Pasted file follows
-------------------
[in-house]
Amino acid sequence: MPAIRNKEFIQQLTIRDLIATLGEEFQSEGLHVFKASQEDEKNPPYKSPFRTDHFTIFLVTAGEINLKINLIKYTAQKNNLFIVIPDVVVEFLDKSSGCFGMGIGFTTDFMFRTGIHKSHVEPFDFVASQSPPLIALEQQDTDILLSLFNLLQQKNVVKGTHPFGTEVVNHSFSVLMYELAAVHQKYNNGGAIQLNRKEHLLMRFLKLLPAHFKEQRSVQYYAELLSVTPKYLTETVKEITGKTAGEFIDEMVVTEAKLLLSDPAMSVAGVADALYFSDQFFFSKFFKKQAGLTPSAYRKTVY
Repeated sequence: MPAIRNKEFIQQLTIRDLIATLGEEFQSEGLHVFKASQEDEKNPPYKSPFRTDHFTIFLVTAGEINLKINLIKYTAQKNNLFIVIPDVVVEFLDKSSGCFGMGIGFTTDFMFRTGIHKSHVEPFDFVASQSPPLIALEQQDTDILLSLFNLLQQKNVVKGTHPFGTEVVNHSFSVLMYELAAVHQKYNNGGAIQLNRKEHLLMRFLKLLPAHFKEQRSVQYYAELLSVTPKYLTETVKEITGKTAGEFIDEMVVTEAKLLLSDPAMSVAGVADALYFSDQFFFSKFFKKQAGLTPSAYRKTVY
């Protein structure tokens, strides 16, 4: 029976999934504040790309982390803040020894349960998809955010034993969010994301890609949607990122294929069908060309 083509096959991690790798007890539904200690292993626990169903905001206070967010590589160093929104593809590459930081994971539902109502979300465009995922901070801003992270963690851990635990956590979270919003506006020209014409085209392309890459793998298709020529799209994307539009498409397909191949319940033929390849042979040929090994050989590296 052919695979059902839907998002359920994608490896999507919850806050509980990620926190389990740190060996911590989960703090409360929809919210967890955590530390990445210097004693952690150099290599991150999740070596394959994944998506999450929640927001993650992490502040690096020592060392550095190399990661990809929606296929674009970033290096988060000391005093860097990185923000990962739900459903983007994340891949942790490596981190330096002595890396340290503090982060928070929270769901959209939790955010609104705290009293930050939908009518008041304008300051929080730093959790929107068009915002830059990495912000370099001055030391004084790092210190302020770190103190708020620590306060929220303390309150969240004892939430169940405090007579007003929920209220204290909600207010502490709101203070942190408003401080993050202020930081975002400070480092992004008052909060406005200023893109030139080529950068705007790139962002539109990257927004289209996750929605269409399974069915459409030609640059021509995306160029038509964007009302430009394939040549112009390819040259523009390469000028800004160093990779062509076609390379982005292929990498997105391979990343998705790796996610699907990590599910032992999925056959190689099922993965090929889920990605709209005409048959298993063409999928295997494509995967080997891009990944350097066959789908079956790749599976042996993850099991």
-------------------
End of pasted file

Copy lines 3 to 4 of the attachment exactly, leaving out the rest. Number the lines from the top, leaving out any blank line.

Repeated sequence: MPAIRNKEFIQQLTIRDLIATLGEEFQSEGLHVFKASQEDEKNPPYKSPFRTDHFTIFLVTAGEINLKINLIKYTAQKNNLFIVIPDVVVEFLDKSSGCFGMGIGFTTDFMFRTGIHKSHVEPFDFVASQSPPLIALEQQDTDILLSLFNLLQQKNVVKGTHPFGTEVVNHSFSVLMYELAAVHQKYNNGGAIQLNRKEHLLMRFLKLLPAHFKEQRSVQYYAELLSVTPKYLTETVKEITGKTAGEFIDEMVVTEAKLLLSDPAMSVAGVADALYFSDQFFFSKFFKKQAGLTPSAYRKTVY
């Protein structure tokens, strides 16, 4: 029976999934504040790309982390803040020894349960998809955010034993969010994301890609949607990122294929069908060309 083509096959991690790798007890539904200690292993626990169903905001206070967010590589160093929104593809590459930081994971539902109502979300465009995922901070801003992270963690851990635990956590979270919003506006020209014409085209392309890459793998298709020529799209994307539009498409397909191949319940033929390849042979040929090994050989590296 052919695979059902839907998002359920994608490896999507919850806050509980990620926190389990740190060996911590989960703090409360929809919210967890955590530390990445210097004693952690150099290599991150999740070596394959994944998506999450929640927001993650992490502040690096020592060392550095190399990661990809929606296929674009970033290096988060000391005093860097990185923000990962739900459903983007994340891949942790490596981190330096002595890396340290503090982060928070929270769901959209939790955010609104705290009293930050939908009518008041304008300051929080730093959790929107068009915002830059990495912000370099001055030391004084790092210190302020770190103190708020620590306060929220303390309150969240004892939430169940405090007579007003929920209220204290909600207010502490709101203070942190408003401080993050202020930081975002400070480092992004008052909060406005200023893109030139080529950068705007790139962002539109990257927004289209996750929605269409399974069915459409030609640059021509995306160029038509964007009302430009394939040549112009390819040259523009390469000028800004160093990779062509076609390379982005292929990498997105391979990343998705790796996610699907990590599910032992999925056959190689099922993965090929889920990605709209005409048959298993063409999928295997494509995967080997891009990944350097066959789908079956790749599976042996993850099991």